PFEW urges Home Office to change and revise guidance on police officer conduct and Police (Conduct) Regulations 2020 in accordance with revised Code.
The Police Federation of England and Wales (PFEW) recognises the importance of the College of Policing’s revised Code of Ethics for police officers to strengthen public confidence in policing and supports the guidance it aims to provide to officers to always adhere to ethical behaviour, both on and off duty.
It is policing’s paramount duty and only right for the public to expect police officers to follow highest standards of professional conduct, however, there are some serious gaps which PFEW believes need urgent rectification, and further considerations must be made for effective and efficient implementation of the Code to be successful.
PFEW has been closely working with the College for the past 18 months in crafting the Code of Ethics and has been involved in the consultation process to ensure the updated Code of Ethics are as clear as possible for members to follow as they carry out their daily duties.
It is disappointing that significant concerns raised by us about how the revised Code of Ethics should fit within the existing regulatory framework remain as there is a mismatch between what is cited within the Home Office Guidance [Conduct, Efficiency and Effectiveness, and Police Officer Misconduct, Unsatisfactory Performance and Attendance Management Procedures], the Police (Conduct) Regulations 2020, and the new Code of Ethics.
The previous Code of Ethics was integral to police officers’ decision-making process as stated in the Home Office Guidance, ‘the Code of Ethics provides general guidance on how behaviour that does not uphold policing principles or meet expected standards should be handled’ – however, this is not the case now, and there is no guidance on handling such behaviour within the revised Code of Ethics.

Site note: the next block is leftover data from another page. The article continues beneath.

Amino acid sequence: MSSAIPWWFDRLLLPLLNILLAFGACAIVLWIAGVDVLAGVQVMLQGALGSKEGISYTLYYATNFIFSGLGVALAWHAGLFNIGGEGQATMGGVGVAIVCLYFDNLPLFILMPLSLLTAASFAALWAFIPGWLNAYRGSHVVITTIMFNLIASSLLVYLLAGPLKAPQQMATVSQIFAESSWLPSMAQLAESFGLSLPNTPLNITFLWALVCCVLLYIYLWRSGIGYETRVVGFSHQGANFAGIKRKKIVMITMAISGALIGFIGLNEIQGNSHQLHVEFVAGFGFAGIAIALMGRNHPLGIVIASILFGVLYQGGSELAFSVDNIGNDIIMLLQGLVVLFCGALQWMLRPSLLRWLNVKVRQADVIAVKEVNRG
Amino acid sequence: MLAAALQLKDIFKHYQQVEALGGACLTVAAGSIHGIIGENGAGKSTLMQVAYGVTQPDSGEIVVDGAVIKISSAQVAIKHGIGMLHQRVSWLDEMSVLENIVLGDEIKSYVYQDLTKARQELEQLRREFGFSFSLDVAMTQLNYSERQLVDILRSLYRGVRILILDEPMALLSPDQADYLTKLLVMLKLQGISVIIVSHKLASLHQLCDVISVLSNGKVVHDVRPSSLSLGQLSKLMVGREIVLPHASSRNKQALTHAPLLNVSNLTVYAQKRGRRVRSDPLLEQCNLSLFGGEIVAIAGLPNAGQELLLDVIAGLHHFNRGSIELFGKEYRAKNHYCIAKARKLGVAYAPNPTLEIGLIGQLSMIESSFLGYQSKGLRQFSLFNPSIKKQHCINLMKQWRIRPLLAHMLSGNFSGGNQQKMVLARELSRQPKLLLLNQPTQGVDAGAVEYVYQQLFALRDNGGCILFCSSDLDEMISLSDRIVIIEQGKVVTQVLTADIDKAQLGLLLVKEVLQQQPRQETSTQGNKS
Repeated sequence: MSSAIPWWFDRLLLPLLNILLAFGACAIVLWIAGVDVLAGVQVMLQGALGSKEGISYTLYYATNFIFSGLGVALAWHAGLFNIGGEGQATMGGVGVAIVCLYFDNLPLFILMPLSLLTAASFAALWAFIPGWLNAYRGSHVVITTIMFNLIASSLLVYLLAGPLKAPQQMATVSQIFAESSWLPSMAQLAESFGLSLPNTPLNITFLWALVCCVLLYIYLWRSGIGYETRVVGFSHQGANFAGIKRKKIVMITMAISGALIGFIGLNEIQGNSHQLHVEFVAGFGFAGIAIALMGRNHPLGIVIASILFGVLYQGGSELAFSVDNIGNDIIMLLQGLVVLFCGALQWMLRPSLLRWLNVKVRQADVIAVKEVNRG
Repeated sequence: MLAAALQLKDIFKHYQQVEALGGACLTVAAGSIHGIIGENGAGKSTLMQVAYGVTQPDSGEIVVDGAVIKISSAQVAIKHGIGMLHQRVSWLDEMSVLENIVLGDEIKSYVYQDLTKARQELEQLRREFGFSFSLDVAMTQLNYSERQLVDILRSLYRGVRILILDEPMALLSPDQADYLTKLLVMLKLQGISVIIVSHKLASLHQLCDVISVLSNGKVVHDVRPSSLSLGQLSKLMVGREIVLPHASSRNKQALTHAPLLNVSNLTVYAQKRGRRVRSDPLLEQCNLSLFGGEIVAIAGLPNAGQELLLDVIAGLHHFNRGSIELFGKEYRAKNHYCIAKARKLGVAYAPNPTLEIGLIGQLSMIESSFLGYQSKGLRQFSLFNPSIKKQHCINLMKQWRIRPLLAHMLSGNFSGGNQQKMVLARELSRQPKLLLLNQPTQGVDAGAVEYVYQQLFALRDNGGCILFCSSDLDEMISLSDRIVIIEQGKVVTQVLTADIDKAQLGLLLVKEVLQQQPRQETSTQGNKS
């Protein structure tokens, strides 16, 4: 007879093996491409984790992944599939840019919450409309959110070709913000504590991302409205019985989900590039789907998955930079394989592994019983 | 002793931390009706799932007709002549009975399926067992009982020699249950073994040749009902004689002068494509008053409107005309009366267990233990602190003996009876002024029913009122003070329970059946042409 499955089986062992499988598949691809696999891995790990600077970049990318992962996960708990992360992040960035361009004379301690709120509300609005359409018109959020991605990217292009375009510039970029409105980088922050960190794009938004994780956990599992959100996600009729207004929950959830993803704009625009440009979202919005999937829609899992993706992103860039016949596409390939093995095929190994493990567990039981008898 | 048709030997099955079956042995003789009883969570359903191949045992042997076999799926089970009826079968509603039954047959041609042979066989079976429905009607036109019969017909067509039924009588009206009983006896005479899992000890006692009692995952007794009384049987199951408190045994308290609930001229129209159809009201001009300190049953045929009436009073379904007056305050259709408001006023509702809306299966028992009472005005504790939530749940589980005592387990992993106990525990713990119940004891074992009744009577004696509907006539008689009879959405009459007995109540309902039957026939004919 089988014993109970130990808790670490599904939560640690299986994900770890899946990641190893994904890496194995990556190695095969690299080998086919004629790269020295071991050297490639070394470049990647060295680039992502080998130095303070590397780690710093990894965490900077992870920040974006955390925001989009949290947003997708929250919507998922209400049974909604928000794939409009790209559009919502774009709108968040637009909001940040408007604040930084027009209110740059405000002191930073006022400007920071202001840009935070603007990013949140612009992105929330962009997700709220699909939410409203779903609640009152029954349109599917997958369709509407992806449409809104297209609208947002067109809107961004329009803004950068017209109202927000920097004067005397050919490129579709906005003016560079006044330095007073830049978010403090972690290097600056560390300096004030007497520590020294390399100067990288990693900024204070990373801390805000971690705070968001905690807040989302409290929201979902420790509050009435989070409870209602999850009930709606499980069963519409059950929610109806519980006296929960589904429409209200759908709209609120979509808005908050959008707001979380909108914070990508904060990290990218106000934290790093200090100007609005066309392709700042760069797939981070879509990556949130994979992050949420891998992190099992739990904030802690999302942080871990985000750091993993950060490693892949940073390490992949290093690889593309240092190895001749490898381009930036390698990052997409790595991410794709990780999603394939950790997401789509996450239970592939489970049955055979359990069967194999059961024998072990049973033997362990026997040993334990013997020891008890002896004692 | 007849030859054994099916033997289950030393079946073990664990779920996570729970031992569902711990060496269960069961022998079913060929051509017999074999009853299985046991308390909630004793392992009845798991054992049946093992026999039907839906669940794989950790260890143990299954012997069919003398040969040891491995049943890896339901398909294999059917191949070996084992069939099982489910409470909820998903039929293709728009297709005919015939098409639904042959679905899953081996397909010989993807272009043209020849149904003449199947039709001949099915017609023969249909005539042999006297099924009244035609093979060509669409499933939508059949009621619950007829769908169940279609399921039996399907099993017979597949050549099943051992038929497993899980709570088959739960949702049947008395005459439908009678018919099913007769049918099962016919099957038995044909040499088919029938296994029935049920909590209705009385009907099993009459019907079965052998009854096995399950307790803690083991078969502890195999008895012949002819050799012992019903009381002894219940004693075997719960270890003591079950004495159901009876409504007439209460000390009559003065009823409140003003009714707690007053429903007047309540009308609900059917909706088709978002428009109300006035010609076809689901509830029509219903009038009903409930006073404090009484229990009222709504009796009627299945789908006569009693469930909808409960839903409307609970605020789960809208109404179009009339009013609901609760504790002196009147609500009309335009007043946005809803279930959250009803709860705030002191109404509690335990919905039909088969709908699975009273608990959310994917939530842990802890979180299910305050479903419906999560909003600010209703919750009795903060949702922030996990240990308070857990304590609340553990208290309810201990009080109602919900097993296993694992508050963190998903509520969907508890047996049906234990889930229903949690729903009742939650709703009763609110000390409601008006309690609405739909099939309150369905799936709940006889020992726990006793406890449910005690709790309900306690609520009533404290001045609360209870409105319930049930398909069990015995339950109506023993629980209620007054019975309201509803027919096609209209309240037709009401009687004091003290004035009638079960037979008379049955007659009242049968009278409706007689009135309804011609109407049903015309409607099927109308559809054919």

PFEW Deputy National Secretary, Gemma Fox, said: “We fully welcome the ethos and focus on cultivating a culture of learning, development and honest reflection.
“A crucial element of this involves the Police (Conduct) Regulations 2020, with the introduction of the Performance Requires Improvement process, where officers can take part in Reflective Practice with their line manager if their action do not amount to misconduct or gross misconduct.
“This gives police officers the opportunity to embed learning and ensure performance is improved as quickly as possible, signifying a step towards putting blame culture in the past.
“However, the statutory definition of Practice Requiring Improvement includes consideration of the Code of Ethics to inform any assessment or judgement of conduct.
“These are just two examples, but it demonstrates not only the paramount importance for the new Code of Ethics to be embedded into the Home Office Guidance and the Police (Conduct) Regulations 2020 to mirror one another, but also highlights how the Code of Ethics underpins a vital section of the Conduct Regulations – therefore merely removing mention of the Code of Ethics as a quick fix is not a feasible solution.
“I would strongly urge the Home Office to change and revise the guidance on police officer conduct and Police (Conduct) Regulations 2020 in accordance with the revised Code of Ethics.”
PFEW supports the revised Code of Ethics, as mentioned, but the service cannot underestimate the work required to implement the Code within forces.
As seen following the rollout of the new conduct regulations in 2020, it takes many months, even more than a year, for extensive changes to be fully understood and actioned by all officers and staff, through adequate training.
Police officers must be afforded protected learning time, so they can follow the Code to restore public confidence.
PFEW believes officers should be allocated time during their working hours to learn and should not be made to undertake it at home where they may not have the capacity. PFEW firmly maintains the view this is integral to the success of implementing the Code.
Finally, successful implementation of the Code of Ethics should be an integral part of the recently launched Code of Practice for Ethical Policing which holds chief officers to account, and there must be sanctions for failing to deliver on this vital piece of work.